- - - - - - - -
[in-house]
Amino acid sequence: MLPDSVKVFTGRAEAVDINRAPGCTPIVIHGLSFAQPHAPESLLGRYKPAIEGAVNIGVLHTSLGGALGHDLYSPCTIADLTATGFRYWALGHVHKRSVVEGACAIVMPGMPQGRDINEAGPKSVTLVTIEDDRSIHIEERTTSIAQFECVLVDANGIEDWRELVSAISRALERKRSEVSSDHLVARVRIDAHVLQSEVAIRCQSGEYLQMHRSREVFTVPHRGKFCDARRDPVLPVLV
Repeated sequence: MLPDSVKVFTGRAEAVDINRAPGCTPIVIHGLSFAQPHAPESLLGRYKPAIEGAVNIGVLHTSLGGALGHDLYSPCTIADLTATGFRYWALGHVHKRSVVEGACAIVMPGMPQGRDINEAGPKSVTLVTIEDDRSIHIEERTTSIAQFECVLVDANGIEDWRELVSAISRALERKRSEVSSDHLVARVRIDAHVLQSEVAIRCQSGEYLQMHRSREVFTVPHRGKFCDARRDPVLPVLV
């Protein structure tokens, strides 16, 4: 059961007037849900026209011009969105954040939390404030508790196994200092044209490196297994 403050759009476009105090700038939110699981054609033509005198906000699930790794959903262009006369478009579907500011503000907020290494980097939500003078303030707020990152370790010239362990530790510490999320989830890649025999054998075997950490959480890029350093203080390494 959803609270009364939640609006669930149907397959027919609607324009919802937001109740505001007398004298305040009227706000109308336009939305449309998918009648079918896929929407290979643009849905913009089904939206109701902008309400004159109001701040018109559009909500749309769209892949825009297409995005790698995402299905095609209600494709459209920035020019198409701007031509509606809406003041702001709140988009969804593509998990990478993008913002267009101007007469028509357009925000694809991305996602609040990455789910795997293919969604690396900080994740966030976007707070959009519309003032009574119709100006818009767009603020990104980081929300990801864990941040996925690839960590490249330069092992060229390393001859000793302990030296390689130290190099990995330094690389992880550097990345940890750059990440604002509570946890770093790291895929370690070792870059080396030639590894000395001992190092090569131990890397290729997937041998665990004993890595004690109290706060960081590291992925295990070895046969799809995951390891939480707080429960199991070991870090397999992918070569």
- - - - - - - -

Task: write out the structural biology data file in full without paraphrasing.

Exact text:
[in-house]
Amino acid sequence: MLPDSVKVFTGRAEAVDINRAPGCTPIVIHGLSFAQPHAPESLLGRYKPAIEGAVNIGVLHTSLGGALGHDLYSPCTIADLTATGFRYWALGHVHKRSVVEGACAIVMPGMPQGRDINEAGPKSVTLVTIEDDRSIHIEERTTSIAQFECVLVDANGIEDWRELVSAISRALERKRSEVSSDHLVARVRIDAHVLQSEVAIRCQSGEYLQMHRSREVFTVPHRGKFCDARRDPVLPVLV
Repeated sequence: MLPDSVKVFTGRAEAVDINRAPGCTPIVIHGLSFAQPHAPESLLGRYKPAIEGAVNIGVLHTSLGGALGHDLYSPCTIADLTATGFRYWALGHVHKRSVVEGACAIVMPGMPQGRDINEAGPKSVTLVTIEDDRSIHIEERTTSIAQFECVLVDANGIEDWRELVSAISRALERKRSEVSSDHLVARVRIDAHVLQSEVAIRCQSGEYLQMHRSREVFTVPHRGKFCDARRDPVLPVLV
């Protein structure tokens, strides 16, 4: 059961007037849900026209011009969105954040939390404030508790196994200092044209490196297994 403050759009476009105090700038939110699981054609033509005198906000699930790794959903262009006369478009579907500011503000907020290494980097939500003078303030707020990152370790010239362990530790510490999320989830890649025999054998075997950490959480890029350093203080390494 959803609270009364939640609006669930149907397959027919609607324009919802937001109740505001007398004298305040009227706000109308336009939305449309998918009648079918896929929407290979643009849905913009089904939206109701902008309400004159109001701040018109559009909500749309769209892949825009297409995005790698995402299905095609209600494709459209920035020019198409701007031509509606809406003041702001709140988009969804593509998990990478993008913002267009101007007469028509357009925000694809991305996602609040990455789910795997293919969604690396900080994740966030976007707070959009519309003032009574119709100006818009767009603020990104980081929300990801864990941040996925690839960590490249330069092992060229390393001859000793302990030296390689130290190099990995330094690389992880550097990345940890750059990440604002509570946890770093790291895929370690070792870059080396030639590894000395001992190092090569131990890397290729997937041998665990004993890595004690109290706060960081590291992925295990070895046969799809995951390891939480707080429960199991070991870090397999992918070569």